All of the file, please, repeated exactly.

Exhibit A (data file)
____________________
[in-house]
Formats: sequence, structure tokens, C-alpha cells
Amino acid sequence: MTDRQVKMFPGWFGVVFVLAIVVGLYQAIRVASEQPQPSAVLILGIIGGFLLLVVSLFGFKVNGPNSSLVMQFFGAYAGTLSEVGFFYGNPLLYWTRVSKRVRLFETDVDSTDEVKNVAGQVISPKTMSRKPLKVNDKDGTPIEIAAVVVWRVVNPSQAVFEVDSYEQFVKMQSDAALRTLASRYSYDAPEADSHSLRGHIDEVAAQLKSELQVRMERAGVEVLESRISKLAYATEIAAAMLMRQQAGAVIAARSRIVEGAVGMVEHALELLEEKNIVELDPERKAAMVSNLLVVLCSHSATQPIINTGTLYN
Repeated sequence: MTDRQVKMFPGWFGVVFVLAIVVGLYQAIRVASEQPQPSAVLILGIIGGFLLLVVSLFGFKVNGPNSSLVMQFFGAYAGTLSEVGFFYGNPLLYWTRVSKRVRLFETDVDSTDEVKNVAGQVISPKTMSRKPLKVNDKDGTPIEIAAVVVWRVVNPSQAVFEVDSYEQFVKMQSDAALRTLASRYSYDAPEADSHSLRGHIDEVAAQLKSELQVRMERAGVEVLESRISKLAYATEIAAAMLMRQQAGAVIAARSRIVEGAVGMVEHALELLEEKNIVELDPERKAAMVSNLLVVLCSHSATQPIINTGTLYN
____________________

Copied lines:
[in-house]
Formats: sequence, structure tokens, C-alpha cells
Amino acid sequence: MTDRQVKMFPGWFGVVFVLAIVVGLYQAIRVASEQPQPSAVLILGIIGGFLLLVVSLFGFKVNGPNSSLVMQFFGAYAGTLSEVGFFYGNPLLYWTRVSKRVRLFETDVDSTDEVKNVAGQVISPKTMSRKPLKVNDKDGTPIEIAAVVVWRVVNPSQAVFEVDSYEQFVKMQSDAALRTLASRYSYDAPEADSHSLRGHIDEVAAQLKSELQVRMERAGVEVLESRISKLAYATEIAAAMLMRQQAGAVIAARSRIVEGAVGMVEHALELLEEKNIVELDPERKAAMVSNLLVVLCSHSATQPIINTGTLYN
Repeated sequence: MTDRQVKMFPGWFGVVFVLAIVVGLYQAIRVASEQPQPSAVLILGIIGGFLLLVVSLFGFKVNGPNSSLVMQFFGAYAGTLSEVGFFYGNPLLYWTRVSKRVRLFETDVDSTDEVKNVAGQVISPKTMSRKPLKVNDKDGTPIEIAAVVVWRVVNPSQAVFEVDSYEQFVKMQSDAALRTLASRYSYDAPEADSHSLRGHIDEVAAQLKSELQVRMERAGVEVLESRISKLAYATEIAAAMLMRQQAGAVIAARSRIVEGAVGMVEHALELLEEKNIVELDPERKAAMVSNLLVVLCSHSATQPIINTGTLYN